Thee Oh Sees
Take everything I said about Ty Segall's set and multiply it by three. That is what Thee Oh Sees were like. For the 50 minutes they were on stage a sense of insanity took hold of the crowd and the Black Stage. I don't know why I haven't listened more to Thee Oh Sees now, but I have learned my lesson. They were twitchy, spastic animals, playing hyper psych-damaged garage rock that that was both insanely off-kilter yet super catchy as well. That they not only kept that degree of energy through out their entire set, with all their songs, but lent the excess to the crowd, who happily went crazy, it beyond impressive. All hail the glory that is Thee Oh Sees and the twisted, glorious music they make.
Okkervil River's set felt a lot like their songs; so filled with different elements that it feels like it is going to burst at the seems. Will Sheff and co. burst on stage and performed like the rock stars they sing about. Okkervil River are always great live, where Sheffs's sounds and more so his lyrics are give much more roof to stretch, but with this line-up they gave new life to songs that were still thriving. "Our Life is not a Movie or Maybe" eve sounded more potent then here with Sheff nearly screaming out the lyrics. Pair together with ripe new songs like "Rider" or "Our Past Life as a Blast", Okkervil River delivered a set filled with rock clichés (bright colored lights, constant hand claps requests from the audience), but managed to escape all of them and pull something exuberant and great from it.
I don't know how to put into words Reggie Watts' performance. Parts stick out: squeaky voices, a robot dance, randomness in its purest form, and loops upon loops upon loops. All separate this comes off as some surrealist nightmare. But let me tell you that in Watt's hands I never stopped laughing. He deconstructs comedy right before your eyes and puts it together in a new, askew shape that makes you scratch your head, but still giggle the same time. I don't know how he does it, make comedy out of pure randomness, but he does and it is slightly magical every time you see it.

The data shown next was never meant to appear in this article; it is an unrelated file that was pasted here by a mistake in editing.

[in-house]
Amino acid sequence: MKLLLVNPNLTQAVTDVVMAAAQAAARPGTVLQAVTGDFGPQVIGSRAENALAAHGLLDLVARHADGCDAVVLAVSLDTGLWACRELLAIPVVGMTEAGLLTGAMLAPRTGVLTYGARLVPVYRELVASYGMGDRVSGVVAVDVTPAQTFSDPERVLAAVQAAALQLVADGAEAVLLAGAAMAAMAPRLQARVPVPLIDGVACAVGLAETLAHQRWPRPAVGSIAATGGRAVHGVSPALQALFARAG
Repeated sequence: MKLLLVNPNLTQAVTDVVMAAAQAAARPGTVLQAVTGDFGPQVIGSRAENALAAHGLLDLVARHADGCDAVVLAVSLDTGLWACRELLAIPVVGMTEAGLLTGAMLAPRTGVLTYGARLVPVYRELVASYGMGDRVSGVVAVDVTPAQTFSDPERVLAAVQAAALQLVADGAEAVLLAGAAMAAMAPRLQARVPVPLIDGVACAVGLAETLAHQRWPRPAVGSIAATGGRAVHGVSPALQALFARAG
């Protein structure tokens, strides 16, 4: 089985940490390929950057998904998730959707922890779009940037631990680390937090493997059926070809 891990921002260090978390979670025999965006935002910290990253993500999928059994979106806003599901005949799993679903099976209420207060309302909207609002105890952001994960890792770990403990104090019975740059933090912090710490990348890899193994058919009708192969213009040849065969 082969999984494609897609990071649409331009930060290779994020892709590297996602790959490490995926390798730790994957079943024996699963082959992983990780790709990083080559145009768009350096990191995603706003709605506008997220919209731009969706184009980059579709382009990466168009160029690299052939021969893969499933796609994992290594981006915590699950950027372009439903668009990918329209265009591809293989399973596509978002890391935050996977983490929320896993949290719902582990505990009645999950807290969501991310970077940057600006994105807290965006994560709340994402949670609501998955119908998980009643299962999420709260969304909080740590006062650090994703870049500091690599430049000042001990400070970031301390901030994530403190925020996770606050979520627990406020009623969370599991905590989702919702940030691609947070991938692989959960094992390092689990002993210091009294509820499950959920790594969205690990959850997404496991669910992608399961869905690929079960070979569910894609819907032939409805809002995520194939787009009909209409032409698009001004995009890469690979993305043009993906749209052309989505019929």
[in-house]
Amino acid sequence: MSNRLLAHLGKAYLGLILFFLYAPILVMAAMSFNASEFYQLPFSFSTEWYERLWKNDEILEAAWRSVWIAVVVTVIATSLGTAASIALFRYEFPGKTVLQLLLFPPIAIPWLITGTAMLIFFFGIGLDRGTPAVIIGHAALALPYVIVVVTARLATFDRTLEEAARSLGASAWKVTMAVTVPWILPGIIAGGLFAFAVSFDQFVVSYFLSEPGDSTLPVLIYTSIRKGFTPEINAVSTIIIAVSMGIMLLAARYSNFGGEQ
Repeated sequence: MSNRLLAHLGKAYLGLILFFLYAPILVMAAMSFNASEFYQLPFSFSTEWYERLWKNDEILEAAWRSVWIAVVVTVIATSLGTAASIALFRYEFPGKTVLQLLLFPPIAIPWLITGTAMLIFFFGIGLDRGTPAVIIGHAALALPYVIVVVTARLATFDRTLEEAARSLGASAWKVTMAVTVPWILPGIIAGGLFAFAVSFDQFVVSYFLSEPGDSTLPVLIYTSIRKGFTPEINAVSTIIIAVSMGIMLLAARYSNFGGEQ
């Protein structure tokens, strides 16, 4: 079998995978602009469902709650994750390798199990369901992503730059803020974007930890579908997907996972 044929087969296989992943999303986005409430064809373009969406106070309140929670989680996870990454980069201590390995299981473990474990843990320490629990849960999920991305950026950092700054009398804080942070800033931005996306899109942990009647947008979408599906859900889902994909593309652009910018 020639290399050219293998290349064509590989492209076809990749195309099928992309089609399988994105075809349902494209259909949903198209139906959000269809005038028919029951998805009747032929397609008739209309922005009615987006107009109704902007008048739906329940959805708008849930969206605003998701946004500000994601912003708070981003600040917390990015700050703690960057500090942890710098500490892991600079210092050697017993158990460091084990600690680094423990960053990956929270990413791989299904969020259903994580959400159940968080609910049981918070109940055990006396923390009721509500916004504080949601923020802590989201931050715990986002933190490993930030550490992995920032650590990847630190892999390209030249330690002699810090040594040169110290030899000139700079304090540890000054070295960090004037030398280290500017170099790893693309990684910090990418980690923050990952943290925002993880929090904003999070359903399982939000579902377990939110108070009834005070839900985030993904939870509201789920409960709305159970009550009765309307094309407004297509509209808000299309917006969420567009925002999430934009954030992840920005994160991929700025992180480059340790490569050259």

I don't know what drew me to Public Enemy. Something in the back of mind told me to close out Friday night with them. Apparently my mind knew what was going to happen with Danzig, but that is besides the point. Public Enemy, after more than 25+ years, can still put on a good show. It wasn't perfect, with the stage banter sometimes coming off as time killing, and a weird part of the show dedicated to showing off Flavor Flav's nephew's abysmal rap skills. Still, the rhythm between Mike D and Flav has barely disintegrated in all this time, and Mike D is still the same killer performer you have always heard about. The bombast, from the lights to the noise to performers on stage, could be overwhelming and disconcerting, but to a degree that what's Public Enemy has always been about. Oh, and "Fight the Power" threw everyone in the crowd into a mad frenzy, and that should always be commended.